India is defined by politics, mass icon and worship and a real (or a warped perhaps) sense of what its people stand for the three protagonists (Ishaan, Omi and Govind) see their coming of age a catastrophic (and Cathartic) epic journey, entwined through innocence, love, friendship, ambition and ultimate redemption.
Govind, the doer, is an entrepreneur from a modest background with aspirations for big business, Ishaan, the madcap dreamer, is an erstwhile local cricketing talent, wasting his days with Omi, loyal friend, fan and follower. Omi will do anything but follow his father, the local temple priest, into a religious life.
Govind`s business acumen, Ishaan`s cricketing expertise and Omi`s family connection – an uncle with political clout who helps them start their venture. But interests are conflicted as the friends chase individual ambitions instead of a collective dream. Ishaan identifies Ali, a child cricketing prodigy from a nearby Muslim neighborhood and decides to train him. Ishaan`s younger sister Vidya and Govind start a secret affair. Omi feels he lost Ishaan to Ali and joins forces with his right wing Uncle.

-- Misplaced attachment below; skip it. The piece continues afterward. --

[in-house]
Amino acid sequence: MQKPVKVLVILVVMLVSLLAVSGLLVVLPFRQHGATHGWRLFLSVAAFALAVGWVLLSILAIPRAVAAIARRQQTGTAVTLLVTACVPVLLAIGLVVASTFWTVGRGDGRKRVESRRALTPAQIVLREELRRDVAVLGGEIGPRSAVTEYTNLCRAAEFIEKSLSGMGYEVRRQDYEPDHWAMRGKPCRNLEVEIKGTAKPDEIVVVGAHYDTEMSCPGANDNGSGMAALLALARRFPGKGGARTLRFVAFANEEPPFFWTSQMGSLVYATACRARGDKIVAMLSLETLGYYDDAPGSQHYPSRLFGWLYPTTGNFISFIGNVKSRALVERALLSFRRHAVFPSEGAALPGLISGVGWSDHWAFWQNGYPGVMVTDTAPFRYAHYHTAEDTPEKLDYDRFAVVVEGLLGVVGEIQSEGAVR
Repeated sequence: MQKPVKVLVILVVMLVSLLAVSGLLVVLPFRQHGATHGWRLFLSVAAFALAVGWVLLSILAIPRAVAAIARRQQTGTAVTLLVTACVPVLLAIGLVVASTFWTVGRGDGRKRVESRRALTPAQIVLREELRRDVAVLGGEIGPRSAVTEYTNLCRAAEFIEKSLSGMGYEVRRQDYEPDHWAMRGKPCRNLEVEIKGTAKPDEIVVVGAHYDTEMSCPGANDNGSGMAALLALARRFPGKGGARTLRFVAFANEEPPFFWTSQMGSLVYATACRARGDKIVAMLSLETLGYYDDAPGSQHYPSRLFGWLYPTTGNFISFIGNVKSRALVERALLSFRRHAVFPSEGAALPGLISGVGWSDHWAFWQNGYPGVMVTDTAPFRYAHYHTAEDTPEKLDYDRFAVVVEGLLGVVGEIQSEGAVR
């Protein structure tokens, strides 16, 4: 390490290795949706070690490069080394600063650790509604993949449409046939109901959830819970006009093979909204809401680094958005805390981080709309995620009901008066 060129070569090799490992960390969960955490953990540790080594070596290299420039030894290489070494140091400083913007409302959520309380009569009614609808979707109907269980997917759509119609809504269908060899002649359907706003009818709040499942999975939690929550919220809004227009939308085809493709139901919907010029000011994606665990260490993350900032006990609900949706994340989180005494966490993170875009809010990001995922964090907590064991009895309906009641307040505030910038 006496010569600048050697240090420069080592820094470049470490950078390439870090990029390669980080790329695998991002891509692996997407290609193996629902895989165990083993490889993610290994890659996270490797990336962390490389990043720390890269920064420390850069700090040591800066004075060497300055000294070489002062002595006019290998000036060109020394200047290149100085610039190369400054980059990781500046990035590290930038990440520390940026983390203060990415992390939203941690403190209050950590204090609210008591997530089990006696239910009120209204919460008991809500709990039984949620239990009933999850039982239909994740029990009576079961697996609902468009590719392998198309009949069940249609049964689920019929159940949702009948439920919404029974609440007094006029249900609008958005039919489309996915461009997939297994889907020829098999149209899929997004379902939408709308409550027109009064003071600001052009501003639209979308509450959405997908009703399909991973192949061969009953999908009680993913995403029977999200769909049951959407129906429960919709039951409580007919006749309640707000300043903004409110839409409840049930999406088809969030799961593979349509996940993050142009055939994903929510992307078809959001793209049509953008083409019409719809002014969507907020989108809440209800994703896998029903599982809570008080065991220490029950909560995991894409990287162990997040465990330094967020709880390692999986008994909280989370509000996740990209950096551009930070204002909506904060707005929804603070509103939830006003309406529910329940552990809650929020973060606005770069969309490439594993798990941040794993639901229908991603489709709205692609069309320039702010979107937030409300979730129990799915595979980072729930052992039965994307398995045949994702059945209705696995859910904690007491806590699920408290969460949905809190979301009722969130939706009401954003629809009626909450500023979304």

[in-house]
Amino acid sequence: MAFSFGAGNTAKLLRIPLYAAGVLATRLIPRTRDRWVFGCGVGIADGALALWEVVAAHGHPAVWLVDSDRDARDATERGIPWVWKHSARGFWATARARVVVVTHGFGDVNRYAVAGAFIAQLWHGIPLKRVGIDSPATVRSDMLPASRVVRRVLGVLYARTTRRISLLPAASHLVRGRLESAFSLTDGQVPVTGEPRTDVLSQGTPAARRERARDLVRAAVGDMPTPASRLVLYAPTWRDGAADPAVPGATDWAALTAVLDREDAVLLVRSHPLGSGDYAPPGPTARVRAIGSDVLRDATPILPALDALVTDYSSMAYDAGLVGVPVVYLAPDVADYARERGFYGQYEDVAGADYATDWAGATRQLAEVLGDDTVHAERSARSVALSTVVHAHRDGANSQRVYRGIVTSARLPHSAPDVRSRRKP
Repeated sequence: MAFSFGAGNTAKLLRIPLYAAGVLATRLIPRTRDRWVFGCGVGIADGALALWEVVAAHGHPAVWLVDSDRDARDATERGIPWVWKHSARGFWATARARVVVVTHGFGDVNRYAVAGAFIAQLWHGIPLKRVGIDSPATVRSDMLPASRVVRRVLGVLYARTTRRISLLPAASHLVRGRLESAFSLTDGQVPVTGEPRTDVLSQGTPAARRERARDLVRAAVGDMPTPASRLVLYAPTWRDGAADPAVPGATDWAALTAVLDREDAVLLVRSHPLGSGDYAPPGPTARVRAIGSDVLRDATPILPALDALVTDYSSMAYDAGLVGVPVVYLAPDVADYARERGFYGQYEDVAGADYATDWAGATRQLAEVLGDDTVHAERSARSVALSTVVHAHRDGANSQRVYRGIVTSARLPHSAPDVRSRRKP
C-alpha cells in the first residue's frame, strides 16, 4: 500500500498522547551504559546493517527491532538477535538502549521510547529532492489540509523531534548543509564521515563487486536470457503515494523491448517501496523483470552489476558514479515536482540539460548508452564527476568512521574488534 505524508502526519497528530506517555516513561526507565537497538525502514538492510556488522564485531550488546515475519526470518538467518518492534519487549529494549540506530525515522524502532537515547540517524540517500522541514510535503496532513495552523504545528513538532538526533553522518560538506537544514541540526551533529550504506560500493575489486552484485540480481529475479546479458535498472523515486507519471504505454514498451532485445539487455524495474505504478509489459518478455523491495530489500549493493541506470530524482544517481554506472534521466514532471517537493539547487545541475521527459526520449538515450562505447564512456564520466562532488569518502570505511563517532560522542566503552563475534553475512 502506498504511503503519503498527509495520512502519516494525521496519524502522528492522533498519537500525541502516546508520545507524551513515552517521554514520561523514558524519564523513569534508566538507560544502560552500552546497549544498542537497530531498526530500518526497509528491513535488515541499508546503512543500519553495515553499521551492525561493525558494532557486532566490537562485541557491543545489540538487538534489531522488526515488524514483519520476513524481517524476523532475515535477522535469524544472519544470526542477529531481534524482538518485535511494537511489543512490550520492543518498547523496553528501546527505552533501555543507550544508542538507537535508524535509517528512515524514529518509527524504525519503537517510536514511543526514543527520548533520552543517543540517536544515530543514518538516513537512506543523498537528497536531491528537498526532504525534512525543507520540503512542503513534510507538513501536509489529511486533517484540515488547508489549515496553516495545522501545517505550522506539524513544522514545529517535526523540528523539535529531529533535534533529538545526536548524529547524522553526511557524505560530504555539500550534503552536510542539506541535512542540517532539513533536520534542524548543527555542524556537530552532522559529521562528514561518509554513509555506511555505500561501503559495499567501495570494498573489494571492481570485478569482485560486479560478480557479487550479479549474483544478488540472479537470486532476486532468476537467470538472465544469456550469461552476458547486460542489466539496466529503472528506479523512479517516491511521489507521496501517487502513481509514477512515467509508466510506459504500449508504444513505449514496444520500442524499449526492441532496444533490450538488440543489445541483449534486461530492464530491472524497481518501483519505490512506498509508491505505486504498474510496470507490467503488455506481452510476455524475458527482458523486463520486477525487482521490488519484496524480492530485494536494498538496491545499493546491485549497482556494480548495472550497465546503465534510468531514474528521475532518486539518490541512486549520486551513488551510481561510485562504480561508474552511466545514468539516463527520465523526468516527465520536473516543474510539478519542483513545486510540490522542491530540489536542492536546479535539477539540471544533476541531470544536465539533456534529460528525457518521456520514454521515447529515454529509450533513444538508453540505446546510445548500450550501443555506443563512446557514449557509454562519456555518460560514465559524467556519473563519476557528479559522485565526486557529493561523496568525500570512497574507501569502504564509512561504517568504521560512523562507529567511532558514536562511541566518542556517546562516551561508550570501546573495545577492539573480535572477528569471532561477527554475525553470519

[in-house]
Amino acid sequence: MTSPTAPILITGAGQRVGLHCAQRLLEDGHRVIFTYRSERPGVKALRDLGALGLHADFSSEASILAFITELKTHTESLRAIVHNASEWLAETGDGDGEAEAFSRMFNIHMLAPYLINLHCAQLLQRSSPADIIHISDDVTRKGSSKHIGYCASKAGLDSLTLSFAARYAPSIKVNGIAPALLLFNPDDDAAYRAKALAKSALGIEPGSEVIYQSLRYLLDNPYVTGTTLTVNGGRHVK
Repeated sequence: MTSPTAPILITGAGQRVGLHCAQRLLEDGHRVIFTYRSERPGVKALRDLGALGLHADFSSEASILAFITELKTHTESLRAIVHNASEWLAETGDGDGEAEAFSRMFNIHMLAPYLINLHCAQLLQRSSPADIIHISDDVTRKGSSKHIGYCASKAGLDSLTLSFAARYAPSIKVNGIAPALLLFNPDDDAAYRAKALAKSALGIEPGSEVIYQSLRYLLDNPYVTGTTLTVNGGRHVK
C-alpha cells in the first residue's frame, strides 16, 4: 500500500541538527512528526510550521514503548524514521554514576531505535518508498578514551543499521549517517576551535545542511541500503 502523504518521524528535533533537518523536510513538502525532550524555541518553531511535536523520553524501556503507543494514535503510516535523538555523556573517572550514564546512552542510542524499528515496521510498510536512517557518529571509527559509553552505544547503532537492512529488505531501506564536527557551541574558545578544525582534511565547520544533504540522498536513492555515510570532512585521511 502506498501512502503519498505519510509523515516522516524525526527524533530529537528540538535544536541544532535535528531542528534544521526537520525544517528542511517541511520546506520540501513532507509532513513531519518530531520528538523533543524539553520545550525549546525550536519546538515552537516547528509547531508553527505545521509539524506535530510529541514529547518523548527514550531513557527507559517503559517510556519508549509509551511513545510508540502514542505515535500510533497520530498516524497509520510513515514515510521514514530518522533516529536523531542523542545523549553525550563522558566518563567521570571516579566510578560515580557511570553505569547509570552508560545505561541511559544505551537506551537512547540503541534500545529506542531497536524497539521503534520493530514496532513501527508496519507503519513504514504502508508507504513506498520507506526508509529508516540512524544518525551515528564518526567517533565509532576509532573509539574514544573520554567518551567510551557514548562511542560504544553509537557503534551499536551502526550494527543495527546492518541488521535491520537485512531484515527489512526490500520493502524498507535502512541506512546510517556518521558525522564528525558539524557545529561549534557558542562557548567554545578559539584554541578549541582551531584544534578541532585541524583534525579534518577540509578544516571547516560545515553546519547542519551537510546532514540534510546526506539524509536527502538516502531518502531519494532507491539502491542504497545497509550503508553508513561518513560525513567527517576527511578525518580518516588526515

On February 2002, a train carrying karsevaks (Hindu pilgrims and activists) are burnt by a mob, a violent communal riot erupts in Ahmedabad. The friends are caught in the crossfire of history – the city bleeds and burns – but will the dying embers of yesterday`s fire give rise to the phoenix of the future?
The film is based on Chetan Bhagat`s “Three Mistakes of my Life”, a novel that gives a perspective through the lives and times of ordinary people with an extraordinary legacy of history.